SEVERAL areas in Herefordshire are still seeing the number of coronavirus cases rise, despite an overall drop across the county.

In the seven days to Wednesday, October 27, a UK Government heatmap showed the areas in Herefordshire with the highest number of new coronavirus cases.

Current coronavirus hotspots in the county, those with the highest infection rates, include Hereford North West; Wigmore, Orleton and Brimfield; Ross-on-Wye; Hereford South; and Leominster South.

In these areas, the infection rates – the number of cases per 100,000 people – were all above 500.

The map breaks Herefordshire down into 23 sections known as middle super output areas.

These are used to try and improve the reporting of small area statistics, with an average population over around 7,200 people in England and Wales.

In total, Herefordshire reported 836 cases in the seven-day period, giving it a infection rate of 431.8 cases per 100,000 people.

That was 68 fewer cases than the week before, when the infection rate was 466.9.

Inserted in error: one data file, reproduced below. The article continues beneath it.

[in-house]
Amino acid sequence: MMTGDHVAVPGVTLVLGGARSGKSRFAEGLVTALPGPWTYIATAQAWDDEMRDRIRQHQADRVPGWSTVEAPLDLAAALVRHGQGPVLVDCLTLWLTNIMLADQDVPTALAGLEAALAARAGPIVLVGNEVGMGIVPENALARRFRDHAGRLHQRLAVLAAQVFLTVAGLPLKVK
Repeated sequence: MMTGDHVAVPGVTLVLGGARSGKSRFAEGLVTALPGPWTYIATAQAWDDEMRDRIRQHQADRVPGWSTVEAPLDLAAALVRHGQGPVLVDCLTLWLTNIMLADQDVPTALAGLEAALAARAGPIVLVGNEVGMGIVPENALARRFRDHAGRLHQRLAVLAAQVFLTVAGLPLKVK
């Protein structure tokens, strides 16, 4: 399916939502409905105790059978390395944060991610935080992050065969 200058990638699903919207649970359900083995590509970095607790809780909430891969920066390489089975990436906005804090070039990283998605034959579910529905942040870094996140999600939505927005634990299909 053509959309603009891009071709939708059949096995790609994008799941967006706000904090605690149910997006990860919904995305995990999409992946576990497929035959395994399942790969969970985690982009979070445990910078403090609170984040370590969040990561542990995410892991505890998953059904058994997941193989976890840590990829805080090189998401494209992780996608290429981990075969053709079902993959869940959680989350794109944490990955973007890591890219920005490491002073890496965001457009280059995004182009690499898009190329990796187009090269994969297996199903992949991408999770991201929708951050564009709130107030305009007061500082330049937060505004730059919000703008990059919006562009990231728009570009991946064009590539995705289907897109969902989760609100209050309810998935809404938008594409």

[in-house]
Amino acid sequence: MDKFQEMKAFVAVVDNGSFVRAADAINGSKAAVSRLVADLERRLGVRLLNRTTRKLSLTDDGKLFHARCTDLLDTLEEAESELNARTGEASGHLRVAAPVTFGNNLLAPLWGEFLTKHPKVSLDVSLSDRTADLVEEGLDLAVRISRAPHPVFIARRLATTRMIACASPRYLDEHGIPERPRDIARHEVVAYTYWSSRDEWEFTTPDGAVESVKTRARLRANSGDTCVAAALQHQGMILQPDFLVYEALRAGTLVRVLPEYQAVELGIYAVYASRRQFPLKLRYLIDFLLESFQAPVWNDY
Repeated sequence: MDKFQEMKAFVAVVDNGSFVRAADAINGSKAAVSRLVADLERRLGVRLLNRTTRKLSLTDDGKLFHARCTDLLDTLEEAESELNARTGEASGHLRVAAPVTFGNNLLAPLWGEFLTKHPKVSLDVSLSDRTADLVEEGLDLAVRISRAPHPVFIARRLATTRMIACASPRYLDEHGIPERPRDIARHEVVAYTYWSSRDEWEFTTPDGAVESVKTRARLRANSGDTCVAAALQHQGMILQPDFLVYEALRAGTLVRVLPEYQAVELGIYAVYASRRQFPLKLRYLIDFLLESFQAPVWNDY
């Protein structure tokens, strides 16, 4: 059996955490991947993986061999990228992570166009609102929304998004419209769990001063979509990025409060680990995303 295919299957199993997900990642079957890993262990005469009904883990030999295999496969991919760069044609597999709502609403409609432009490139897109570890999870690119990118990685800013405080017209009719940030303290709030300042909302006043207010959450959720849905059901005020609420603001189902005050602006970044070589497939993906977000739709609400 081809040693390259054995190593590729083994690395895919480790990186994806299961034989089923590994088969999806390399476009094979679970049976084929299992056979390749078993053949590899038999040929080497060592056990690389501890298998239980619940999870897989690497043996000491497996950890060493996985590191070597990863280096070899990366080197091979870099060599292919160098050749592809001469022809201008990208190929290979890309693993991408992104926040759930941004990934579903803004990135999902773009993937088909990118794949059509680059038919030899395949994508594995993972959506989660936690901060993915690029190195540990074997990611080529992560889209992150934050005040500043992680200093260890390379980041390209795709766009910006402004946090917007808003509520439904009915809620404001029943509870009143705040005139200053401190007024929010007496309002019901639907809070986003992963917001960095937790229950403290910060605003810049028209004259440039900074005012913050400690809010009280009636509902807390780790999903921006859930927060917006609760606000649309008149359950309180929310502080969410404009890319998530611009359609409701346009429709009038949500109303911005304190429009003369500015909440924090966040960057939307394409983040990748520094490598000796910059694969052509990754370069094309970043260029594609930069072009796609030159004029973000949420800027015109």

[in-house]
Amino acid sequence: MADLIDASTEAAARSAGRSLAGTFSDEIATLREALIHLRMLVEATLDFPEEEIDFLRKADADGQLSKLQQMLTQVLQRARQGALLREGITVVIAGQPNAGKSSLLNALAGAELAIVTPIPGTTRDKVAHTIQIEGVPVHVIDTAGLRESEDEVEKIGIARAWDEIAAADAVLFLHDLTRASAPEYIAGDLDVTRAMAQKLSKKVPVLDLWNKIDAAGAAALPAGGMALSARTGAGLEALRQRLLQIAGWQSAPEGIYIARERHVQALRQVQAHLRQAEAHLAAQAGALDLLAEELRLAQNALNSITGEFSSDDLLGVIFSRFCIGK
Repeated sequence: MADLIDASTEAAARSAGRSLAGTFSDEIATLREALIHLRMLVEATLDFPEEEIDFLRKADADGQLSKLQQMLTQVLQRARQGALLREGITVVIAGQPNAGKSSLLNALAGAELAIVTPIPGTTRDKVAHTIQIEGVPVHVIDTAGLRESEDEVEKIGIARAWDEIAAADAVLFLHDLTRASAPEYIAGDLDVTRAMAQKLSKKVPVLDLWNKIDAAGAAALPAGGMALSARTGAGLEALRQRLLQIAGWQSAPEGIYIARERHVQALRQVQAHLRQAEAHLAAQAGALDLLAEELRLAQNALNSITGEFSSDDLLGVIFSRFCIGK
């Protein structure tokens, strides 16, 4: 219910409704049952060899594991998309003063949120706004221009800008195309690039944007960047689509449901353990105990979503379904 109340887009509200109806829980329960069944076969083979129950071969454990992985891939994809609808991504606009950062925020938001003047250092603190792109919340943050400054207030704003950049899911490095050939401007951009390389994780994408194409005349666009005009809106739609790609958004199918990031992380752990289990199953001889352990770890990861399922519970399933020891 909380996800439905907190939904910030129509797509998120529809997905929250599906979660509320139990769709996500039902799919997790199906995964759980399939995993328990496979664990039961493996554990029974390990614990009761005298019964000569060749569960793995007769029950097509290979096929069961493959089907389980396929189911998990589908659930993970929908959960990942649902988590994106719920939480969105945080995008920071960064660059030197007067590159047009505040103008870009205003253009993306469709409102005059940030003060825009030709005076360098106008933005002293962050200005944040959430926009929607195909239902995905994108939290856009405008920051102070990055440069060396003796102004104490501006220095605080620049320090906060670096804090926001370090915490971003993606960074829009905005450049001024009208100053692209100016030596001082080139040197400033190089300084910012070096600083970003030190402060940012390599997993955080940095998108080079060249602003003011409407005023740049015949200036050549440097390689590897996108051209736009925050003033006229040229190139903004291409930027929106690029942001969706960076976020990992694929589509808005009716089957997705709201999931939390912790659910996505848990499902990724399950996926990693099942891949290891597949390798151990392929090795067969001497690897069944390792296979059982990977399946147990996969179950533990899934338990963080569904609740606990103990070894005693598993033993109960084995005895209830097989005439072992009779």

Despite the slight drop across the county as a whole, cases are still rising in 

Hereford North West; Colwall, Cradley and Wellington Heath; Belmont, Madley and Clehonger; Bromyard and Bishop's Frome; Wigmore, Orleton and Brimfield; Golden Valley; Kingstone and Kingsthorne; Hereford South; Ross-on-Wye; Fownhope, Tarrington and Marcle; Lugwardine, Withington and Moreton-on-Lugg; and Hereford South West.

Seven–day rates are expressed per 100,000 population and are calculated by dividing the seven day count by the area population and multiplying by 100,000. This helps when comparing rates across the county.

It comes as the NHS delivered a record number of boosters last week, figures showed.

Around 1.7 million coronavirus booster jabs were given out – the highest weekly total yet, the NHS in England said.

So far more than eight million booster jabs have been delivered across the UK – including 820,000 since Friday.

But John Roberts, from the Institute and Faculty of Actuaries, raised concerns that the first priority groups will not all receive their Covid-19 booster jabs by Christmas.

However, the NHS in England disputed the figures Mr Roberts used, saying that six weeks into the initial rollout it had delivered 4.1 million jabs, and six weeks into the booster programme it had delivered more than seven million boosters.

And the NHS has ramped up its efforts to get people to have the jab when offered and opened up hundreds of walk-in sites across the country for those eligible.

Experts have warned that waning immunity from the vaccines could lead to a rise in severe disease and hospital admissions.

Most will be offered the top-up jab six months after they received their second dose, with a few at highest risk offered it sooner.